What motivates everyday people to do things that are civic?
That’s the subject of some new research by Kate Krontiris, a fellow at Harvard’s Berkman Center for Internet & Society and the Google Civic Innovation team. Krontiris and two of her fellow researchers, Charlotte Krontiris, and Google UX researcher John Webb, presented an early preview of their findings at a Berkman Center luncheon talk at HLS on March 24. Chris Chapman, also of Google, contributed to the research as a fourth collaborator.
Another way to put the question, Krontiris told the audience, is “How do we engage the unengaged?”
It’s easy for everyone to get wrapped up in the new, shiny services that the transformation programme has brought. Don’t get me wrong: I think we need to celebrate them, because they’re great.
Nobody said it would be easy. But it’s really the people who make transformation of government happen. This thought keeps coming back to me as I’ve been travelling around the country visiting the different exemplars, and it struck me again when I visited the team making the Redundancy payments exemplar at the Insolvency Service in Birmingham a while ago.
The team analysed almost 400,000 anonymisedFixMyStreet reports to prove the hypothesis that, if a user’s first report is fixed, he or she is more likely to go on and make more.
So, just as a biscuit may give us a sugary high that we’re keen to experience again and again, the knowledge of having done ‘local public good’ is enough of a hit to bring people back to make another FixMyStreet report. In fact, they are 54% more likely to do so.
Before diving into implementing any tactical digital solutions, technology needs to take a spot alongside transportation, housing, and economic development in the strategic/master planning process. The roadmap needs to be forward thinking - next 18 months - and comprehensive; it should include a full-scale analysis of all things digital, from a city’s social media strategy and website design to public wi-fi networks and open data policies.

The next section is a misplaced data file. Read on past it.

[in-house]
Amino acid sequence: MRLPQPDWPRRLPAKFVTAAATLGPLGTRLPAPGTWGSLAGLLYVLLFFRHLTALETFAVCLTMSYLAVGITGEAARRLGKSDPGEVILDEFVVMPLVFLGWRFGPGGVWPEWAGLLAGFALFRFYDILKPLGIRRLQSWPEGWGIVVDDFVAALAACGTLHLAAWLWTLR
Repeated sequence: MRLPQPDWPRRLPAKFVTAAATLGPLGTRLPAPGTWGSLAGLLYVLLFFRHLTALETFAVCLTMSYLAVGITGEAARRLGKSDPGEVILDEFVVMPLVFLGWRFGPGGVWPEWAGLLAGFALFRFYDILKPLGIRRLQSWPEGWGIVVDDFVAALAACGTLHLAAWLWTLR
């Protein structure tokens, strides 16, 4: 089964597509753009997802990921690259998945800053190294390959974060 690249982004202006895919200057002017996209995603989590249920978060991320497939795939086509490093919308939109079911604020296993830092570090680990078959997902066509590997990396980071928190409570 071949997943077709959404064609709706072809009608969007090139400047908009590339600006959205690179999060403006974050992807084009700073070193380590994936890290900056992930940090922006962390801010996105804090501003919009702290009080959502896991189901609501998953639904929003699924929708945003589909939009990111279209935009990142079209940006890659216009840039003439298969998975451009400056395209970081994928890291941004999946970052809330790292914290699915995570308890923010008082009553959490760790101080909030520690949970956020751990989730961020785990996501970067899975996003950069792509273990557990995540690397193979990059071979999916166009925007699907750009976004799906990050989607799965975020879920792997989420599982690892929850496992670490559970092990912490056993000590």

Well, not really – But I do dislike certain things about most open data portals. Even the ones that I work with every day or that I have been involved with in the past.
Don’t get me wrong – I’m a true believer in the power of open data. I love that every day there are more and more governments posting open data to specialized sites meant to make their data available to external (and, increasingly, internal) users. But there are things about the way that most open data portals are structured and used that bother me – I think we can do better. And I think a lot of people will agree with me.
In this shifting economic and technological landscape, what role should civic staff play? How do civic staffers continue to meet the demands of their daily work while managing the imperative to adapt to new technical modalities of work? How could technology not only facilitate the civic workflow but also inspire ethical reflections of civic work?
These are some of the questions that we are tackling at Lab at DCA, a civic staff incubator designed to cultivate agency-wide digital literacy and inspire sustainable innovative practices. In a 10-week program, a cohort of civic staffers works together to prototype new modes of civic engagement and public service at the City of Los Angeles Department of Cultural Affairs. In Part 1 of this two-part blog series, I talk about what members of the Lab are working to accomplish and why we are doing this.
Via the Participatory Budgeting group on Facebook, Paolo Spada is asking for contributions to a list of online tools that can be applied in a participatory budgeting context.
From the Facebook post:...